Bombarral’s rolling hills offer their vines daily to the sun. In return, the star ripens the grapes so they can make intense, aromatic wines. The region is full of small wineries and traditional restaurants waiting to be discovered.

Our latest find is a restaurant called Dom José. It is named after José Louro who in 1992 left his job in London to open a restaurant in his hometown. His son Nelson told us that “My father used the honorary prefix Dom to name the restaurant, but we don’t have royal blood.”

Nelson was working in London in the real estate industry when, in 2012, his father announced he was selling the restaurant. Nelson quit his job and came to Bombarral to run Dom José. “I have no regrets,” he said. “I like the idea of building on what my father did and making the restaurant better every day.”

The menu offers traditional food prepared with great care using the wonderful ingredients that the region offers. Our meal began with clams bulhão Pato. The clams were succulent and their sauce was a poem to the brilliant simplicity of Portuguese gastronomy. Next, Nelson brought out his version of “fish and chips.” The fish was moist and the batter crisp. The chips were replaced by a hearty bean and spinach rice. The last dish was a wonderful “feijoada” (stewed beans and cabbage) made with black pork. It is so popular that it always on the menu.

We told Nelson that we were too full to venture into dessert territory. “But I saved the best for last,” he said as he placed on the table a plate of chocolate truffles. They melted in our mouths filling our palates with caramel, lime, and chocolate sensations. “Where do you get these magnificent truffles?” we asked. “After I started running the restaurant, my sister Carla left her banking job in London to study with William Curley, a famous British chocolatier. Then, she joined me at the restaurant. Her truffles are a great success. They’re already sold in many gourmet shops and we are starting to export them to England.”

We left the restaurant inspired by the nobility of what Carla and Nelson are doing. And certain that, somewhere in their ancestry, there is royal blood.

Dom José is located at Rua Dr Alberto Martins dos Santos 4, in Bombarral, tel. 262 604 384.

Why the British don’t eat salted cod

CodfishCarpaccioF

Some British guidebooks tell their readers that eating salted cod is a strange Portuguese custom that they should avoid. There’s an historical reason for this point of view.  When Henry V married Catherine de Valois in 1420, England was in the midst of the One Hundred Years’ War. Perhaps for this reason, the royal couple had a frugal wedding feast. The 600 guests ate boiled salted cod served on slices of stale bread. The meal was so bad that the British have avoided salted cod ever since.

Portuguese restaurants offer many codfish preparations. If you’re a salted cod neophyte, we suggest that you start with something simple: codfish carpaccio. The codfish is sliced razor thin and combined with an infusion of garlic and olive oil.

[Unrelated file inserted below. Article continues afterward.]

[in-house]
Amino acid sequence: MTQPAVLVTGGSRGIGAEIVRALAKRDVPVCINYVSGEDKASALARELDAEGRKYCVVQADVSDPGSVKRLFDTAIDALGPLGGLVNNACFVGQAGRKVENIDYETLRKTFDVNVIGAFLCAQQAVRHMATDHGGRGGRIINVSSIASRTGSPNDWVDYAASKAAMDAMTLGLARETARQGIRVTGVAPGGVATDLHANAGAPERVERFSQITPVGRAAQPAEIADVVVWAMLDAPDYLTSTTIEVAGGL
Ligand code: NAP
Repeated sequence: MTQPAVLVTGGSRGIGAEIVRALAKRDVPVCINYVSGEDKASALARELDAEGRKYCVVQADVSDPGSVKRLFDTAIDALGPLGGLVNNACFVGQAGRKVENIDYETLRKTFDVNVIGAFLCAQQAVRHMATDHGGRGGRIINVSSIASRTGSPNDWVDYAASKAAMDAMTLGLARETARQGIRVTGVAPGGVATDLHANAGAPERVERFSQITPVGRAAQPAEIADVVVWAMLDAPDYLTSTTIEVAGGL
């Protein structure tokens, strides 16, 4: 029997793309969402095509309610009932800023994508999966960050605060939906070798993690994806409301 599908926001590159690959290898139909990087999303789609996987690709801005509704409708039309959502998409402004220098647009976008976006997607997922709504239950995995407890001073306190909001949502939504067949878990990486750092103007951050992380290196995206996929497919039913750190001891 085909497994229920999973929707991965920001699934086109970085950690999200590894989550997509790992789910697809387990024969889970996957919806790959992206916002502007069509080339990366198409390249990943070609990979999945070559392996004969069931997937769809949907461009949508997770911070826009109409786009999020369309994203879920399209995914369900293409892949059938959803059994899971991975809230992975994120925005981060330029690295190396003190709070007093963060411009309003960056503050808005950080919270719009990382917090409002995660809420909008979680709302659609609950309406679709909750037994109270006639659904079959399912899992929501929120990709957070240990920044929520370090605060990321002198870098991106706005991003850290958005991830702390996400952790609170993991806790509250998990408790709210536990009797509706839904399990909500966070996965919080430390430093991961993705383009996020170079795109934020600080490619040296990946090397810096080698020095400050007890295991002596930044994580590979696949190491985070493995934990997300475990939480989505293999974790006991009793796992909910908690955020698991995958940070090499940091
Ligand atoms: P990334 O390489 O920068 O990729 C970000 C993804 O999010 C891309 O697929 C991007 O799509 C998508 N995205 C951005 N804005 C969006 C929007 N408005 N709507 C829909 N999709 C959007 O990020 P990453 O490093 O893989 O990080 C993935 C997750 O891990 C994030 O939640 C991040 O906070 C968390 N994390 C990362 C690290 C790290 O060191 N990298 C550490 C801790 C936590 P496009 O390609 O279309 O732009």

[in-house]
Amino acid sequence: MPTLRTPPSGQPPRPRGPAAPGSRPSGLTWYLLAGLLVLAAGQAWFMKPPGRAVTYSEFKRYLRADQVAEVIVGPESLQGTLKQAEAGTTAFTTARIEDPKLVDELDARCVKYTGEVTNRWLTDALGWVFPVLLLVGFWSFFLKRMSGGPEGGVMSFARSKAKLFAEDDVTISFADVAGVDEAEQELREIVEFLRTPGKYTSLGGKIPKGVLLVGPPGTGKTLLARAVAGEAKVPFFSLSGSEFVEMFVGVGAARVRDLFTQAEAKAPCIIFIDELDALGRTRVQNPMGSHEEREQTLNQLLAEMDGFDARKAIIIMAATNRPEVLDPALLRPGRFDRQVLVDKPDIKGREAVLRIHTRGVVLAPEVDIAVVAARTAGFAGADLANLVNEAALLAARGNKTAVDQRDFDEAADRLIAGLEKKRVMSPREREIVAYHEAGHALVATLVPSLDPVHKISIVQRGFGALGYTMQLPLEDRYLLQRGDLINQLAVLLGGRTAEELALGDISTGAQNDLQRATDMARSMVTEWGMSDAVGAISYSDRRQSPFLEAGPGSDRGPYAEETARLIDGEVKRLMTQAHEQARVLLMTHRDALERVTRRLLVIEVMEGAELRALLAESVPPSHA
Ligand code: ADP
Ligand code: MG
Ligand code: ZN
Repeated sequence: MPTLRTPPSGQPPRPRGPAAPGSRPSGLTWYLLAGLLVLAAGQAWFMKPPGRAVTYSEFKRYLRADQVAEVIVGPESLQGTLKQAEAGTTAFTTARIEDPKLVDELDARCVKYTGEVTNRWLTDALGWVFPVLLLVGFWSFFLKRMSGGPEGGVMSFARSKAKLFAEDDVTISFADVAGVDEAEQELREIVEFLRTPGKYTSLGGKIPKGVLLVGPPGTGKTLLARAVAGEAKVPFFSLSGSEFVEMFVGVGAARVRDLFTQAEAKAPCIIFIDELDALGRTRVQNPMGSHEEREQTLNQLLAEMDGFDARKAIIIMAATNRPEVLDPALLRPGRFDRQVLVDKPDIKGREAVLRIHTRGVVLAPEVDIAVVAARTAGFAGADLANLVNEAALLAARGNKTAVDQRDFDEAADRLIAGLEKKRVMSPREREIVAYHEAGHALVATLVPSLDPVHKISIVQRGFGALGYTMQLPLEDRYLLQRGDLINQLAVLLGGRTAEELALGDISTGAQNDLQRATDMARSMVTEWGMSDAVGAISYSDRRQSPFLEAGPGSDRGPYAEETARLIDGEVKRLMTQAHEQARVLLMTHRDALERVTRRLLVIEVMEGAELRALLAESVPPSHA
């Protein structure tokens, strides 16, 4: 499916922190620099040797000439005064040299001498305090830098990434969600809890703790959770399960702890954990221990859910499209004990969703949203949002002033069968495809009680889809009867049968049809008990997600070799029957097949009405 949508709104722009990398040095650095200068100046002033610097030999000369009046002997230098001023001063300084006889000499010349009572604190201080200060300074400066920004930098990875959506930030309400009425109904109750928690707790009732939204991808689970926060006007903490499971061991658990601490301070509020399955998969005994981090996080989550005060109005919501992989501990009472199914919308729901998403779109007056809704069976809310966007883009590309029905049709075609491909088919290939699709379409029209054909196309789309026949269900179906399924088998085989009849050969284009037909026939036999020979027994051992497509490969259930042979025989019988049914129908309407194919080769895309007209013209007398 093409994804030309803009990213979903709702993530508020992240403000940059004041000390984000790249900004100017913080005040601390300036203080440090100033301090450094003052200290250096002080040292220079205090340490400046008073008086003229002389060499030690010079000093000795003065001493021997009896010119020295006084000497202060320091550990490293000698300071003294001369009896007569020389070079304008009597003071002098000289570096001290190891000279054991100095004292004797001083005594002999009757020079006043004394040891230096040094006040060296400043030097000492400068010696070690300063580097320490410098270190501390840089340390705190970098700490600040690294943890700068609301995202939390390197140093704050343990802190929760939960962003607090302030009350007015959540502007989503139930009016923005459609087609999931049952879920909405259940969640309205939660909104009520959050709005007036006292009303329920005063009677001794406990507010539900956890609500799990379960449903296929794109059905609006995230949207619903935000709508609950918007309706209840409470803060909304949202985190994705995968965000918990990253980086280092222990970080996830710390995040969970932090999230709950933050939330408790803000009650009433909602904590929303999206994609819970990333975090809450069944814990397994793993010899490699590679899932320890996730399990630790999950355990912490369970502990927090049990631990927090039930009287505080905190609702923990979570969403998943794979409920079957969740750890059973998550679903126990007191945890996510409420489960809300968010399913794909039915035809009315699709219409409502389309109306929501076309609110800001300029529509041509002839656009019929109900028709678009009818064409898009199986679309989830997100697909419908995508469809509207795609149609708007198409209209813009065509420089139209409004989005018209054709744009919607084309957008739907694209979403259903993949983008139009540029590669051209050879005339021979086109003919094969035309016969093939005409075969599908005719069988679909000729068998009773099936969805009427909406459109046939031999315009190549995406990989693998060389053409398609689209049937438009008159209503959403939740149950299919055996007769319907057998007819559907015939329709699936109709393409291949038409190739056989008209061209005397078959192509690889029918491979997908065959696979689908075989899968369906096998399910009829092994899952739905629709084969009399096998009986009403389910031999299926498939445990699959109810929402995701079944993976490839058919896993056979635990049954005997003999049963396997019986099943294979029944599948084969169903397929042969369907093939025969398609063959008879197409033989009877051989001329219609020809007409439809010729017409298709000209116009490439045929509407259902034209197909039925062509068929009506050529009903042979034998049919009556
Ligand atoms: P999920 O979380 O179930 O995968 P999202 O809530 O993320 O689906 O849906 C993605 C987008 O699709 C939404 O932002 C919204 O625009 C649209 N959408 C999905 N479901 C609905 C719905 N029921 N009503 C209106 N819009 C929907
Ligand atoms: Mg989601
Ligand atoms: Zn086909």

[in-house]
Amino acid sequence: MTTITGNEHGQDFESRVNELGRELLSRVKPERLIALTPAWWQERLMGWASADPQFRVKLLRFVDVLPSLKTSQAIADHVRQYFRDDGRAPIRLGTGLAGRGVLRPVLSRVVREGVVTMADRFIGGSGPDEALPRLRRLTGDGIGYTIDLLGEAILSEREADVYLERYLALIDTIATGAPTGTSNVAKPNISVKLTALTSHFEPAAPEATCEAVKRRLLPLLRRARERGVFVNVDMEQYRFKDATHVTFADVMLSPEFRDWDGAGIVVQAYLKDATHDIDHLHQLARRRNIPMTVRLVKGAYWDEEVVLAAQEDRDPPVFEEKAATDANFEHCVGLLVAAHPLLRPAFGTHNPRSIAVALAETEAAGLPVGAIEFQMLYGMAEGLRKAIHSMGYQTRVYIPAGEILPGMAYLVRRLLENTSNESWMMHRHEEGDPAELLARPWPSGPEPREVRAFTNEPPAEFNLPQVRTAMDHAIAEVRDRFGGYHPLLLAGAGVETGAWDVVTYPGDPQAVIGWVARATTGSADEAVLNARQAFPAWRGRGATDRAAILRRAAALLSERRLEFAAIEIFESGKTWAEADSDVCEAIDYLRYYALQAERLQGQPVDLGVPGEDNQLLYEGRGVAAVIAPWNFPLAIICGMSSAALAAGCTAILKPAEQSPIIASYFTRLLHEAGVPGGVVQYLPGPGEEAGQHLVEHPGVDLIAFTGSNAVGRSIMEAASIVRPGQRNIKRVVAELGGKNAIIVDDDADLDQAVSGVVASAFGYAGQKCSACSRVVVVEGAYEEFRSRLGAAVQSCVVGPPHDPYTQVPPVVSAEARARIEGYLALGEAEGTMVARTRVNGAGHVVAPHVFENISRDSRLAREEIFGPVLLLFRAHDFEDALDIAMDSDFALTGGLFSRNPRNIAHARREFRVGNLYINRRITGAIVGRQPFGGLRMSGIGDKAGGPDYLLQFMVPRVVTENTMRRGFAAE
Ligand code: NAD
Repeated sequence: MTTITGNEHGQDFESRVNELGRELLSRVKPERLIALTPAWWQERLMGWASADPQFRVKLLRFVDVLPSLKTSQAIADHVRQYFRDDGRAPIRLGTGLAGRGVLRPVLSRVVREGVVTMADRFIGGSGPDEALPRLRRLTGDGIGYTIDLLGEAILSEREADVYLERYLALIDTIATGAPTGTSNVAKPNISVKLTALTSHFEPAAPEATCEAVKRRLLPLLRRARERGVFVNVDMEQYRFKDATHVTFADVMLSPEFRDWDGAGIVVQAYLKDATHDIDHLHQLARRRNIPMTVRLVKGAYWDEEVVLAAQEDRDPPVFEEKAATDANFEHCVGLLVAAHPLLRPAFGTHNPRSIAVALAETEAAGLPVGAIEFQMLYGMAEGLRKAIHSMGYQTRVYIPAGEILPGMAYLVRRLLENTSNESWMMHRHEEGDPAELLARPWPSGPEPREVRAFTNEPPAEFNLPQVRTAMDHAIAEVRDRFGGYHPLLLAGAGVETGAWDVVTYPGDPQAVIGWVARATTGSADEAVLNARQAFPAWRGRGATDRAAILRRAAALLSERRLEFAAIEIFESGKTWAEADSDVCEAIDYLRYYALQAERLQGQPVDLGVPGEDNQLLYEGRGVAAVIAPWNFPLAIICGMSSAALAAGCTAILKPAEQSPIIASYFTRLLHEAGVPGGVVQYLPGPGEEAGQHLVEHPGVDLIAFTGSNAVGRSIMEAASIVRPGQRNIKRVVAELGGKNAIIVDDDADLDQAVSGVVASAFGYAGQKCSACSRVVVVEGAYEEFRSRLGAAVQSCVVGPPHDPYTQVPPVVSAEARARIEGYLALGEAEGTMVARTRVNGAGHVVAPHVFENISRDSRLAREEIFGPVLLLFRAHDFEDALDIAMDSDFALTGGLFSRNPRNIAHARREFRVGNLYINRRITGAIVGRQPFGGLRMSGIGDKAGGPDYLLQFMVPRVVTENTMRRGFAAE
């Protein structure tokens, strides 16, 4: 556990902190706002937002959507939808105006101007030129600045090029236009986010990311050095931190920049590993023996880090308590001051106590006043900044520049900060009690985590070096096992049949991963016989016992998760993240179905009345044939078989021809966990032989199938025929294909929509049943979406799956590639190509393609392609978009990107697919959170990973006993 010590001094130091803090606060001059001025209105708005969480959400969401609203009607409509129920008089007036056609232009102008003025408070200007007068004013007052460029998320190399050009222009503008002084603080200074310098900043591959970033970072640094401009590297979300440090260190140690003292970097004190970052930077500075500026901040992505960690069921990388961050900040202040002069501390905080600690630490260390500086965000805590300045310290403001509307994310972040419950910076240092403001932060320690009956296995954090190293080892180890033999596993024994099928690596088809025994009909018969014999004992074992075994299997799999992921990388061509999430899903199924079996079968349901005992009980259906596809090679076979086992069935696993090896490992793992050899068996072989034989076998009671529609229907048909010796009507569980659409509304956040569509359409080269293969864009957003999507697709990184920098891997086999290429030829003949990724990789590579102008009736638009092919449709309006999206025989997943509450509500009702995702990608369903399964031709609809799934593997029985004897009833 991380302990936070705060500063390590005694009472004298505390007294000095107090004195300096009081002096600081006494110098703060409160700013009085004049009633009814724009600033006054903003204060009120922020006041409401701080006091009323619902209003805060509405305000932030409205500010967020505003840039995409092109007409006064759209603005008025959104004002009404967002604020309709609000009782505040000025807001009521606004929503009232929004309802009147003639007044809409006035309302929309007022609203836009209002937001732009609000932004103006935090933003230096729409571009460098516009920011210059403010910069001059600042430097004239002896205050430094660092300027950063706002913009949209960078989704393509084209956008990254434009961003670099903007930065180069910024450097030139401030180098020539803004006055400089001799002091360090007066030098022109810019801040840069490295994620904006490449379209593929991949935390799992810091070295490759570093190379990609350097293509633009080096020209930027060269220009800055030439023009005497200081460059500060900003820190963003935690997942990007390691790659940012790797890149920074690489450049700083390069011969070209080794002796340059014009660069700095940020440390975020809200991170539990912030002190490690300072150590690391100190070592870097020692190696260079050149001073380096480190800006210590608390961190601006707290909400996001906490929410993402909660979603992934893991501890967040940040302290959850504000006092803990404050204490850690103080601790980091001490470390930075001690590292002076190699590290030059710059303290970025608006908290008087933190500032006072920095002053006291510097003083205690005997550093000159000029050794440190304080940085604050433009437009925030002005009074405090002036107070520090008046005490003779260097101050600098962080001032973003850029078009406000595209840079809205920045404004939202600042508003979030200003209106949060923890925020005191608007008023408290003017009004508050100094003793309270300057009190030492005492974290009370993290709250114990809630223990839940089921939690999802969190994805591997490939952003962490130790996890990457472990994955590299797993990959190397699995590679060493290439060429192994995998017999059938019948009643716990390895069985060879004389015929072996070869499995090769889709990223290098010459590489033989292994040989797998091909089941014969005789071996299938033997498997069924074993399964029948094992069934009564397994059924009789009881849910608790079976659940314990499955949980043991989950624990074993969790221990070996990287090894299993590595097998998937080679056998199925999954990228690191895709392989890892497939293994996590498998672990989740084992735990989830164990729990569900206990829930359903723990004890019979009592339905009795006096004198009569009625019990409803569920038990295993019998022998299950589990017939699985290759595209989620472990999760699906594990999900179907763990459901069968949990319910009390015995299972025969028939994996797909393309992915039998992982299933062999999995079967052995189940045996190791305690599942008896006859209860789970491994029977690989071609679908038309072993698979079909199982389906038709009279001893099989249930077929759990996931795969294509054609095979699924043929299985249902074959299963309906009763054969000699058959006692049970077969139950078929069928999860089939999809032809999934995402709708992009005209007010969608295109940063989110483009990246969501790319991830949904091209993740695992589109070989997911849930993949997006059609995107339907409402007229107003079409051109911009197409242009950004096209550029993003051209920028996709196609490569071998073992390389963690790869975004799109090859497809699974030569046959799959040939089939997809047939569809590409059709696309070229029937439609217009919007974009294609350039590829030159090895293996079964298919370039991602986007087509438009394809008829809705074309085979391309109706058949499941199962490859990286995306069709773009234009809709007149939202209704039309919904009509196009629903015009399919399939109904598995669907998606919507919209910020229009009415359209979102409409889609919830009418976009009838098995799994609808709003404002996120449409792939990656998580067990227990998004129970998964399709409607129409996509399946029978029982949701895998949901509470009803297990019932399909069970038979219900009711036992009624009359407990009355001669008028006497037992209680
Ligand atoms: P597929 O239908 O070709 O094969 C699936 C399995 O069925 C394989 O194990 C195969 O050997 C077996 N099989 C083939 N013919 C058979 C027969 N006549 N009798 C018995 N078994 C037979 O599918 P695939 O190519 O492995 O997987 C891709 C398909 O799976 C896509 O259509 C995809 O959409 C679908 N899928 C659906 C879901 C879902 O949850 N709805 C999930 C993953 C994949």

You can taste a great version of this preparation at Mãe d’Água, a wonderful restaurant in Bombarral near Lisbon. Imagine how different British cuisine would be if Mãe d’Água had catered Henry V’s wedding.

Mãe d’Água is in Sobral do Parelhão, Bombarral, Rua 13 de Maio 26, 2540-467 Carvalhal, tel.262 605 408, email geral@restaurantemaedagua.com. Click here for their website and here for our post on the restaurant.

Mãe d’ Água

There is so much about this restaurant that is out of a fairy tale: two brothers, an ancient spring, a magical landscape, food and wine fit for a king.

In 2004 the brothers Artur and Carlos Lopes found a late 19th century barn in Sobral do Parelhão, a small village near Bombarral, 70 km north of Lisbon. There, they built a restaurant perfectly in tune with its surroundings. They called it Mãe d’Água (water source) because water from a nearby spring runs through the building.

They cut the ancient brick walls to open large windows that frame the handsome landscape of Estremadura. They filled elegant wood cabinets with wines from the region. They chose a menu full of delicacies, briny shrimp in garlic sauce, fragrant lingueirão rice, tender lamb chops, and so much more. Mãe d’Água is a fairy tale come true.

Sobral do Parelhão, Bombarral, Rua 13 de Maio 26, 2540-467 Carvalhal, tel.262 605 408, email geral@restaurantemaedagua.com, click here for their website.

The Bombarral wine fair

Cistercians monks started producing wine in the Bombarral region in 1153. The Bombarral wine fair, which takes place in early August, celebrates this ancient wine-making tradition.

You’ll find few tourists there. It is an event designed for the locals, which makes it a lot more fun. You can buy a glass for a nominal amount (about 3 Euros) and use it to try the wines of many producers, including one of our favorites, Quinta do Sanguinhal.

You can meet the famous D. Amélia, maker of an incredible pear cake and many other delicacies. And eat outdoors underneath the foliage of ancient oak trees at the Zélia restaurant stand. They serve an astonishing grilled rabbit and a lot of other great fare. Mark your calendars!